Folk-Songs and Games with Descriptive Introduction, Notes, Sheeet music & Lyrics

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The Play-Party in Indiana.                        Ill
these in queer ways.5 Today, the "kissing games" are either not played or have been changed so as to omit this characteristic feature.
In the place of the choosing of partners has come, it seems, a further development of the dance. In the children's games, when the choosing is over, they merely repeat the performance until it becomes too monotonous to amuse any longer. In only two6 of the play-party games of thirty years ago does there seem to have been any kind of progressive figures in the dance. In six of the more recent ones, viz. All Chaw Hay, Getting Upstairs, Greenleaf, Star Promenade, Tideo and Way Down in the Paw Paw Patch, there is the following device for lengthening and complicat­ing the dance. At the end of the first movement, each girl be­comes partner to the boy who was formerly at her right. With each repetition of the movement she has a different partner, until all players are in their original positions.
Although the dramatic element would hardly offer a basis for classification of these games, it is a very important feature. To point out all of the indications of this would be useless, but cer­tainly a few points are worth noting; in All Go Down to Rowser's, the raising of the hand as if it were the glass of beer; the sowing, of seed in Thus the Farmer Sows his Seed; the acting of the skippers in Skip-to-my-Lou; the part of the person in the center of the circle in both Miller Boy and Pig in the Parlor, the dialogue choruses in the Four Dukes and the boys' choruses of Hay-o-my-Lucy-o, also the flirting in this and in Molly Brooks. When proper or common names are used, there is usually some person in the game to represent this character for example, Lucy, Topsy and Jumbo, the pig, the miller boy, the four dukes, the old chimney sweeper and the Queen from Dover. In Tideo the spaces between the opposing lines represent windows and in Go in and out the Windows, the spaces between the players and under their joined hands represent the same thing. The same sort of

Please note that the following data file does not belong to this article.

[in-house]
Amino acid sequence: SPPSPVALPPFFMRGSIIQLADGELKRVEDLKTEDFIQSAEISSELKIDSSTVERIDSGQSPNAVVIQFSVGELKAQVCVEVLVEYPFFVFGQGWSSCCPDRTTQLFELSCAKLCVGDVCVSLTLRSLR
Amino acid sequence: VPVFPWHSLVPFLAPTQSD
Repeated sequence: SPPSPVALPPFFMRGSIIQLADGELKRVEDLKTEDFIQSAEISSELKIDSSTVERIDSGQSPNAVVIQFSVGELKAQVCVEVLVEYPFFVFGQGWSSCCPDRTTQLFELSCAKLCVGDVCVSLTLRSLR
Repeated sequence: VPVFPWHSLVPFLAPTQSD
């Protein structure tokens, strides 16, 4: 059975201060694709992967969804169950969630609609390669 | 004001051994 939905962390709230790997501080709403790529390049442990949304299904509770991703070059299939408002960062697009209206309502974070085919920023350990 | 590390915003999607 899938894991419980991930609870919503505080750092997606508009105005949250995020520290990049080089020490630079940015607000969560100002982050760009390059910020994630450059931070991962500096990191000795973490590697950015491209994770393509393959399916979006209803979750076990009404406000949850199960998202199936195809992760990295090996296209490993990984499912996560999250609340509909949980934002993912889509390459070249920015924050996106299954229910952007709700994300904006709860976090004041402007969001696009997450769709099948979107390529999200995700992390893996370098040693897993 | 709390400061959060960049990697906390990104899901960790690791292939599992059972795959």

5  The pawns given were usually trinkets of jewelry such as rings, breast-pins or bracelets. At the end of the game these were sold; that is one person, the seller, sat in a chair and another person took one of the forfeits, and holding it over his head said, "Heavy, heavy hangs over your head. What'U you do to redeem it?" The seller replied, "Fine or superfine?" If the forfeit belonged to a girl the answer was, "superfine" if to a boy, the answer was "fine." The seller then prescribed some embarrassing action which the owner must perform before he (or she) could get back the forfeit. These penalties were often ludicrous. If a girl was told to pick a quart of cherries with her partner she had to sit on his right knee and give him a kiss. If the penalty was two quarts she had to sit on his left knee and give him two kisses. Another penalty was to "play Thunder." The person had to stand on a chair and reach just as high as pos­sible while the crowd taunted him about not reaching high enough.
6  Old Brass Wagon and Weevily Wheat.
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E-Book - An Annotated Compendium of Old Time American Songs by James Alverson III